Camp Beauregard is a U.S. Army installation located northeast of Pineville, Louisiana, primarily in Rapides Parish, but also extending northward into Grant Parish. It is currently operated by the Louisiana National Guard as one of their main training areas. The current base covers 12,500 acres (51 km2) and is home to many different units and elements of the Louisiana Army National Guard. The camp is named for Louisiana native and Confederate General Pierre Gustave Toutant Beauregard.
The beginnings of the existing post started in 1917, when the War Department authorized the building of more than thirty such camps around the country to train troops for World War I. The 17th Division was organized in 1918 as a National Army division for World War I. The 17th Division included the 33rd Infantry Brigade(Sep 1918-Feb 1919), with the 5th and 83rd Regiments, and the 34th Brigade with the 29th and 84th Regiments. The 5th Infantry Regiment was assigned on 27 July 1918 to the 17th Division and relieved on 10 February 1919. The 17th Division was intended to be a replacement and school division. The 17th Division did not go overseas and demobilized in February 1919 at Camp Beauregard.
The camp was abandoned in 1919 and given to the state. During that brief time, Alexandria businessman Morgan W. Walker, Sr., started a taxi and bus service to transport soldiers from Camp Beauregard into Alexandria. The operation eventually led to the formation of Continental Trailways Bus lines.
Camp Beauregard was returned to the U.S. government in 1940 for use as a World War II training area. This is the time period during which Beauregard really got busy. The area had been effectively deforested in previous years and was unusable for agriculture. That fact and the hot, muggy weather made this a logical location for training American troops in preparation for East-Asian war efforts.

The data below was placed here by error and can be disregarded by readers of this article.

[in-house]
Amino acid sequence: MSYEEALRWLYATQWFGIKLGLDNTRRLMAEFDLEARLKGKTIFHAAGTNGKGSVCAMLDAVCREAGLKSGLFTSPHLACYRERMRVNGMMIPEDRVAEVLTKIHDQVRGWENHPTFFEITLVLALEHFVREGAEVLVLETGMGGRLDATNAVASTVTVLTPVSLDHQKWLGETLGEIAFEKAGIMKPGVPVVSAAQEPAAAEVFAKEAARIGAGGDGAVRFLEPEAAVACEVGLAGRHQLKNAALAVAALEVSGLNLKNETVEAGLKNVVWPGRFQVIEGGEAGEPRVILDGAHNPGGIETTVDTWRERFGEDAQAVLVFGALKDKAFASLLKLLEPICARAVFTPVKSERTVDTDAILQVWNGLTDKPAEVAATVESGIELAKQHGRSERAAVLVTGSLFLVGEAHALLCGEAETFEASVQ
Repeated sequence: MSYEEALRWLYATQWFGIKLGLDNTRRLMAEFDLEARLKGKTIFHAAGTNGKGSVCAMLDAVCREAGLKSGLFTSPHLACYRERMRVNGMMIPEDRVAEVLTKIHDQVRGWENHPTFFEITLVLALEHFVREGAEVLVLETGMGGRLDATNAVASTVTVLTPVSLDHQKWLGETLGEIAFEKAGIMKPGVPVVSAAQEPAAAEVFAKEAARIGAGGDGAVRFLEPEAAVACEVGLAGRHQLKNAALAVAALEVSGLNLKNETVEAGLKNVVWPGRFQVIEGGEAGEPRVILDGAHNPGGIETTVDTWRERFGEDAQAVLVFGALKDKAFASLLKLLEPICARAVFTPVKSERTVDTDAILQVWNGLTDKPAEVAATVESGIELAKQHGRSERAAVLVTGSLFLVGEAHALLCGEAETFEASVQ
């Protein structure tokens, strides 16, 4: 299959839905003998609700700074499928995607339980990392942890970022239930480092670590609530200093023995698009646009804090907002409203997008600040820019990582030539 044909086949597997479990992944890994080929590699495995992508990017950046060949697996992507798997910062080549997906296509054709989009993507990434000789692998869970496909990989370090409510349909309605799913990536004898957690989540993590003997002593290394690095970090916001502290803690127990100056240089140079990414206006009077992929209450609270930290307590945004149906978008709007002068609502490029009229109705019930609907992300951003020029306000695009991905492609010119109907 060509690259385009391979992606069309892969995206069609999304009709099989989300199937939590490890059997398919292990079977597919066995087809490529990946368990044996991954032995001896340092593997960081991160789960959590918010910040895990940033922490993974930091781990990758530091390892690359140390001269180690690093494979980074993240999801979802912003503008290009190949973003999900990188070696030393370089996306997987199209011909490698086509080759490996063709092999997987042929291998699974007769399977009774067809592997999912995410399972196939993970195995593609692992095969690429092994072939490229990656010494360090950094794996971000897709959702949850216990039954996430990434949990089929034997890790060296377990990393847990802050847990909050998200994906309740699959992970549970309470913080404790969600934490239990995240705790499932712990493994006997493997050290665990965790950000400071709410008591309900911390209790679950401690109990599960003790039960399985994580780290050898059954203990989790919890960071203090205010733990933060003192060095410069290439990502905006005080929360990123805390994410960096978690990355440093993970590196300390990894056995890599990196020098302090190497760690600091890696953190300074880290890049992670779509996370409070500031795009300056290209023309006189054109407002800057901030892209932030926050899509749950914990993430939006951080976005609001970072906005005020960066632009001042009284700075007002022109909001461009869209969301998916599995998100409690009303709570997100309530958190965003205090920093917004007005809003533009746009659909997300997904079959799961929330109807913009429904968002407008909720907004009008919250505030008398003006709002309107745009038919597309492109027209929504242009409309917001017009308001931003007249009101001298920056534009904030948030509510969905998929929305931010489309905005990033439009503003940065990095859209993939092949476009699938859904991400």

The camp, and several tens of thousands of acres of surrounding land, including camps Claiborne, Livingston, Cook, Polk and what is now Esler Regional Airport were used for the Louisiana Maneuvers, a training exercise involving almost 500,000 men, preparing them for the battles of World War II that they would soon be involved in. A full two-thirds of the U.S. military rotated through these war games. A large part of the State of Louisiana, centered around these large camps, became almost an occupied territory.
After the war, the camp reverted to the state, which used it as a training area for two years and then deactivated it. The camp was reactivated in 1973 and became one of the premier military training areas in Louisiana. Since then, most of the old buildings have either been torn down or remodeled, and many new buildings have been constructed to support the current mission.
The 256th Infantry Brigade Combat Team of the Louisiana Army National Guard often makes use of the Camp's training and lodging facilities. The 225th Engineer Brigade, the largest engineer group in the army, has its headquarters in Camp Beauregard. The Louisiana Department of Public Safety & Corrections operated the J. Levy Dabadie Correctional Center adjacent to the Louisiana National Guard base on the camp property. It closed in July 2012.
References[edit | edit source]
- John J. McGrath, The Brigade: A History, 167.
- "Time in Prison." Louisiana Department of Public Safety & Corrections. 28/40. September 23, 2010.
- "J. Levy Dabadie Correctional Center." (Archive) Louisiana Department of Public Safety & Corrections. Retrieved on October 23, 2012.
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